Thanks again NOTB!!!!!

  11. Jennifer says:

    Kelle, CONGRATULATIONS!!! That’s fantastic! Did the segue into talking about deeper stuff come naturally? Who took the lead with that? So wonderful that you both felt called to make amends, I’m so happy for you. Is there anything else you’d like to share with folks about the experience (I asked you the same question on our Facebook pg, so feel free to cut and paste, if you do)?

    Way to go!!!! <3

  12. Kelle, we’re so thrilled to hear about your positive experience! You and her win our bravery contest! We know it must have been a nerve-racking experience, but look at the result! Such a wonderful opportunity for you and her to start over. Good luck, and please keep us updated! 🙂

  13. Kelle Ann says:

    Thanks so much Jennifer and Jenna! Really I wasn’t to nervous at all. I think she was perplexed at my invitation. I explained to her all the behind the scene stuff so she could feel more comfortable. We met at my home in our family room and just chatted about random things. I expressed to her how I felt that if we had met under other circumstances we would probably be friends. We are both of the same faith (LDS) and I think we have a connection through that, however different since everyone has a different level of commitment to thier faith I believe. Anyway, we chatted about things like her health since she has been in the hospital frequently. We chatted about my kids and her apprehensions as a step mom. She knows that I am a step mom too so if she needed to vent or had questions she doesn’t have to feel alone. I extended an invitation to her in that aspect. We talked about how in an eternal sense we are really “sisters” and how it doesn’t have to be awkward or anything between us. I will share with you all that all though I am the BM I do not have majority custody. Thier father does. This happened due to my military career (which by the way I no longer have as a full time basis). I shared with her how the court hearing in 2008 that decided the fate of my children has been my cross to bear in this life. It has not been easy at all. Nothing like getting your heart ripped out and stomped on over and over again…year after year, weekend afer weekend and the children I brought into this world spend most of thier time with another woman. Tell me that isn’t a hard pill to swallow???? It is…very hard. In any case I shared w/ her how that has been the most difficult thing in my life to learn to “deal” with and to “mourn” over. She didn’t say much…not that I would expect her to or to even understand the intense emotionally loss over that. She expressed w/ me her desire to have children of her own, but not yet. She feels her life is to busy presently. The whole thing w/ her and her husband have majority custody will probably raise an eyebrow or 2 but Im learning to find peace w/ it and I have to daily or I think my new address would be the looney bin. Seriously….I have to find some peace or I will just crack…and I think I have…but getting all the pieces back together has been a challenge in and of itself. I truly do thank you for your website / blog and I am so grateful to have stumbled upon it. It has helped me in ways I can not even begin to describe. Your book is just amazing and I am really grateful for it all. Thanks again for hearing me and being a support in my life.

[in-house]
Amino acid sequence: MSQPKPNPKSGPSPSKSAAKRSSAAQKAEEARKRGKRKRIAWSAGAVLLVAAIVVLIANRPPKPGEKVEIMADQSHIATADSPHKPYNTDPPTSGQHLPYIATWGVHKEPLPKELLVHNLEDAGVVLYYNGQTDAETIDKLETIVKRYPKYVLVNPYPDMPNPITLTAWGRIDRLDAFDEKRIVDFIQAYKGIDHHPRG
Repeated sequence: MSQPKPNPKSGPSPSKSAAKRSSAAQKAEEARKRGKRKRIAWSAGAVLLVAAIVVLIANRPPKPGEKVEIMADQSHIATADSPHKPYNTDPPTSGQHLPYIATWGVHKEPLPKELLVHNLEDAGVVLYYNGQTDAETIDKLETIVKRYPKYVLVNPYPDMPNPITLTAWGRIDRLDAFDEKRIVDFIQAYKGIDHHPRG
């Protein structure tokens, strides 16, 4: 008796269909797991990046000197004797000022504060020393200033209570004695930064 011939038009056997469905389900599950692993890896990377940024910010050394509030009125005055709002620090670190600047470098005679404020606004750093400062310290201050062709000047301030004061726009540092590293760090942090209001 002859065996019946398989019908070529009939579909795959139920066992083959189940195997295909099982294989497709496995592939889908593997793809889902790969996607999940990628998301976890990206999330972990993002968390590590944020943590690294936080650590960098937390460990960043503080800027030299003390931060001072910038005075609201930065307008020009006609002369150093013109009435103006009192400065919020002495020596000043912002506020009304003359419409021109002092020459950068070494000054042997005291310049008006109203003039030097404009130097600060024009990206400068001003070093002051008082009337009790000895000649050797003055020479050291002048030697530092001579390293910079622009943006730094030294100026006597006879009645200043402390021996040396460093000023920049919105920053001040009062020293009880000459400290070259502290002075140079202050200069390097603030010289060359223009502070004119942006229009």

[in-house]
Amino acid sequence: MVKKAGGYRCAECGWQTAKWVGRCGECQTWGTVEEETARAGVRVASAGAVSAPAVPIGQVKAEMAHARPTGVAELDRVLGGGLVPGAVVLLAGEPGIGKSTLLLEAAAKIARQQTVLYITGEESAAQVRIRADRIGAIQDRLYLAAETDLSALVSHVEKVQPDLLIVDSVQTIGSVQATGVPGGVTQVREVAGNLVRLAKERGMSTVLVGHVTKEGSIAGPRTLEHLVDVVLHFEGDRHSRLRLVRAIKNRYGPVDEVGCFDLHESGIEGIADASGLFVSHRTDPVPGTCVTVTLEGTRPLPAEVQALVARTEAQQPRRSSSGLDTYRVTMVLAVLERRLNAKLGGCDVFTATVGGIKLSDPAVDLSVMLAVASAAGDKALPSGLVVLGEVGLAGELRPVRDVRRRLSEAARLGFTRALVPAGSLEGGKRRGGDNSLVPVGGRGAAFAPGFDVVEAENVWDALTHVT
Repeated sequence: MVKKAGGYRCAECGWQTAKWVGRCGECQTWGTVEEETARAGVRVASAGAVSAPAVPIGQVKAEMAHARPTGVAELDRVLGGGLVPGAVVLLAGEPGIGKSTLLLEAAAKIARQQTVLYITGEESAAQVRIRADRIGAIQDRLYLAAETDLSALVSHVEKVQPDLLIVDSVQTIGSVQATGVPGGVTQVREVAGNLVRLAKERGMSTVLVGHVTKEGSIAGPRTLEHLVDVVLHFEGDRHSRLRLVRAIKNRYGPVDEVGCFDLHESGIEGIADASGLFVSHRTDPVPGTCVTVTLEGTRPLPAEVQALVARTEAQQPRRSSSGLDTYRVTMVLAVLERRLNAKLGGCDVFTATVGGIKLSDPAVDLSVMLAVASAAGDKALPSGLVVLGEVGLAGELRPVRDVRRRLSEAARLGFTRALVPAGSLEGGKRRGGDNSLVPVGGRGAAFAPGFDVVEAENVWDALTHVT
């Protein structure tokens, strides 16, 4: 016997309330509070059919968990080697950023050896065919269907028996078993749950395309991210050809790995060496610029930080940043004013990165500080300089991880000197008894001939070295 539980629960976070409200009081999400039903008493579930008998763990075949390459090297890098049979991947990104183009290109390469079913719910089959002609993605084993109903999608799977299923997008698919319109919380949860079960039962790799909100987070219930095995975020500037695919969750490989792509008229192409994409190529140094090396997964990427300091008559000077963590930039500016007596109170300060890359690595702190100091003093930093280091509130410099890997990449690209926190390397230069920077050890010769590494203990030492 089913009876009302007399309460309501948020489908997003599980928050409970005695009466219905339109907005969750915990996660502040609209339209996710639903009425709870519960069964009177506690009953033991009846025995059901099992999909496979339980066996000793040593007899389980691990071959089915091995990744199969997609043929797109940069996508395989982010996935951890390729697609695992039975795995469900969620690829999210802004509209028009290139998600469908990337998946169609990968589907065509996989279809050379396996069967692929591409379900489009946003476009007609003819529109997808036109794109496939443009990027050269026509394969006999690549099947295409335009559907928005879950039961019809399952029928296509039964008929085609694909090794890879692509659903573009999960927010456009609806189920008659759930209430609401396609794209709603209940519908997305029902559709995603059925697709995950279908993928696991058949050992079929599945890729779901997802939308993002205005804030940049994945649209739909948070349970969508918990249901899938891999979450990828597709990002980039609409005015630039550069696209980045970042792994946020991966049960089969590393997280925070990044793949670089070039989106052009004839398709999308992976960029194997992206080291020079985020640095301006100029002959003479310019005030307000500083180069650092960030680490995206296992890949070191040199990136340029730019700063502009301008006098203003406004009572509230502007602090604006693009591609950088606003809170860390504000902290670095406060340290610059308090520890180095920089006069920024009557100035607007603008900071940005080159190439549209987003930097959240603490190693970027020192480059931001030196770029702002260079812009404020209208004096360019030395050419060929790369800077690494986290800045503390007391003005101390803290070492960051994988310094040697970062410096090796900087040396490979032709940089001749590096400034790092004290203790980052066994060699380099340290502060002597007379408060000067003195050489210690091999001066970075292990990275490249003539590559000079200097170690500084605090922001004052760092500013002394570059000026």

14. I love this post! I’m a stepmom, and I often wonder why, when two people are working so hard to reach the same goal they choose to be on separate teams. Because of that, I faced the “just meet her challenge” a long time ago. The first time she shunned me for no legitimate reason I responded asking her if it would help to meet one on one. I’m not sure how much it helped her, but I still think it was a good idea. For more on my experience, see my post:


    I hope your post inspires readers to take that leap. You’ve got to acknowledge that both mom and stepmom have so many emotions that are hard to deal with. You’re both basically put into positions that you have to deal with a complete stranger whose actions somewhat dictate your life. Why not take the opportunity to try to get to know them a little, maybe get some things out on the table that you’ve been holding on to. Or, simply sit face to face and get a better understanding of each other. Regardless of the results, you’ll know that you put yourself out there and did a very dignified thing.